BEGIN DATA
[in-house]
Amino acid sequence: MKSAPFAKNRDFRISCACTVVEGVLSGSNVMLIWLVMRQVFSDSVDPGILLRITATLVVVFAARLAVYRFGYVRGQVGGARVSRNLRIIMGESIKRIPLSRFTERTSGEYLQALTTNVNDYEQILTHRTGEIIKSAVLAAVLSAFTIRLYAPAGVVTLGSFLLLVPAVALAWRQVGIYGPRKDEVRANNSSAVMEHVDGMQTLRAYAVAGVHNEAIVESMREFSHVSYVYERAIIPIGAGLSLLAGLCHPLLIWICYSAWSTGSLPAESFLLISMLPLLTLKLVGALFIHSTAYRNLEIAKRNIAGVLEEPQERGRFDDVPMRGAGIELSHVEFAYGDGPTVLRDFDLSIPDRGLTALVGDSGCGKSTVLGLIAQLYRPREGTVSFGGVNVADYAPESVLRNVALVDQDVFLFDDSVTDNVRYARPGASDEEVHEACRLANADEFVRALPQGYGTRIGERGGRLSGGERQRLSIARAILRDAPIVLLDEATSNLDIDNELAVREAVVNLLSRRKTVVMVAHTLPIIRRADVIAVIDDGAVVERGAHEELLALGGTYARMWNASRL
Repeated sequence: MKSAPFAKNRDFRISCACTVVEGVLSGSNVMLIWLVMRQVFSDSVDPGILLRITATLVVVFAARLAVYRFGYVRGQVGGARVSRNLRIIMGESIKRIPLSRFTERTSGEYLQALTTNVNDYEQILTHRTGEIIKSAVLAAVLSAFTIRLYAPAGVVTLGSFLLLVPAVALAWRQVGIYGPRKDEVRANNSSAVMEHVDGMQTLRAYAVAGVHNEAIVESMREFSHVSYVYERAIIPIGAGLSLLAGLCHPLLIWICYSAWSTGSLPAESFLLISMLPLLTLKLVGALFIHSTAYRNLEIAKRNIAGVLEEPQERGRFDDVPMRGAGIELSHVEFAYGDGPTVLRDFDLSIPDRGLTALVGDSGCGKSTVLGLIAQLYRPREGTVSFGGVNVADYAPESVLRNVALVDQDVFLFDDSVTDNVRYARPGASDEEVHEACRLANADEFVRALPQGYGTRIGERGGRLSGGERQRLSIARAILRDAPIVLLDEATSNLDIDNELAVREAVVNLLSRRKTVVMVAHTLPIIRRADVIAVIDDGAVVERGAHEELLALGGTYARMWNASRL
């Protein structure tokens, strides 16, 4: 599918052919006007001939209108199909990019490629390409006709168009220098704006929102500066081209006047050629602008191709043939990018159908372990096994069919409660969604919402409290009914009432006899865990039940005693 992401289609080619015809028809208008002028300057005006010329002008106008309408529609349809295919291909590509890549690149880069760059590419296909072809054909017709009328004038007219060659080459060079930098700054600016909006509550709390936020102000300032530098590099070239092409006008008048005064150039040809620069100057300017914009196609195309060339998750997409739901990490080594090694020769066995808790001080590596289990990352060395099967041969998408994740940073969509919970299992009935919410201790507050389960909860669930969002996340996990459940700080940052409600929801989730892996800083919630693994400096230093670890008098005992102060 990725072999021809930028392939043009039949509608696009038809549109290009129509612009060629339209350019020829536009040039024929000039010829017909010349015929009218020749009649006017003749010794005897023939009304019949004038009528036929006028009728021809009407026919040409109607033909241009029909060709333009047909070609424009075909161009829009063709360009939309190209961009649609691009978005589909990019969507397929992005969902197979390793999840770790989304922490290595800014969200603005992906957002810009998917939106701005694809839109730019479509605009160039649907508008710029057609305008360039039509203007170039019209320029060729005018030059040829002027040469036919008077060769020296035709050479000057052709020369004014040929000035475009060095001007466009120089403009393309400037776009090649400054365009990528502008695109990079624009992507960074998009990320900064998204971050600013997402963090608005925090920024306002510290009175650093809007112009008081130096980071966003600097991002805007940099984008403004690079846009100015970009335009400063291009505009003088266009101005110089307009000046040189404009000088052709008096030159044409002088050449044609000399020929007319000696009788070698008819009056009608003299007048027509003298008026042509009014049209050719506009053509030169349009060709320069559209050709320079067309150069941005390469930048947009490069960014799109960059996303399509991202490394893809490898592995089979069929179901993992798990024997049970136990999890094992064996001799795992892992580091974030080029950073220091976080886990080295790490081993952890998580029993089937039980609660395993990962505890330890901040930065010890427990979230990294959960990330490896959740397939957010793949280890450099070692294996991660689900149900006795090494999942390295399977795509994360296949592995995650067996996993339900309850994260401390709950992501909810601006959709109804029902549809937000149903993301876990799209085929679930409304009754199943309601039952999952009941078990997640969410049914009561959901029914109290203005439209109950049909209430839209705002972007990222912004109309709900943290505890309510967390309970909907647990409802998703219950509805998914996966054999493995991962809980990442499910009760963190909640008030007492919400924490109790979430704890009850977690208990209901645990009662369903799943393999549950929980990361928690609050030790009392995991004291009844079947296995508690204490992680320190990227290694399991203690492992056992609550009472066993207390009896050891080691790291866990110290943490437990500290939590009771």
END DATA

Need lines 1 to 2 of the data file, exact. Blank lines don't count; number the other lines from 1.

[in-house]
Amino acid sequence: MKSAPFAKNRDFRISCACTVVEGVLSGSNVMLIWLVMRQVFSDSVDPGILLRITATLVVVFAARLAVYRFGYVRGQVGGARVSRNLRIIMGESIKRIPLSRFTERTSGEYLQALTTNVNDYEQILTHRTGEIIKSAVLAAVLSAFTIRLYAPAGVVTLGSFLLLVPAVALAWRQVGIYGPRKDEVRANNSSAVMEHVDGMQTLRAYAVAGVHNEAIVESMREFSHVSYVYERAIIPIGAGLSLLAGLCHPLLIWICYSAWSTGSLPAESFLLISMLPLLTLKLVGALFIHSTAYRNLEIAKRNIAGVLEEPQERGRFDDVPMRGAGIELSHVEFAYGDGPTVLRDFDLSIPDRGLTALVGDSGCGKSTVLGLIAQLYRPREGTVSFGGVNVADYAPESVLRNVALVDQDVFLFDDSVTDNVRYARPGASDEEVHEACRLANADEFVRALPQGYGTRIGERGGRLSGGERQRLSIARAILRDAPIVLLDEATSNLDIDNELAVREAVVNLLSRRKTVVMVAHTLPIIRRADVIAVIDDGAVVERGAHEELLALGGTYARMWNASRL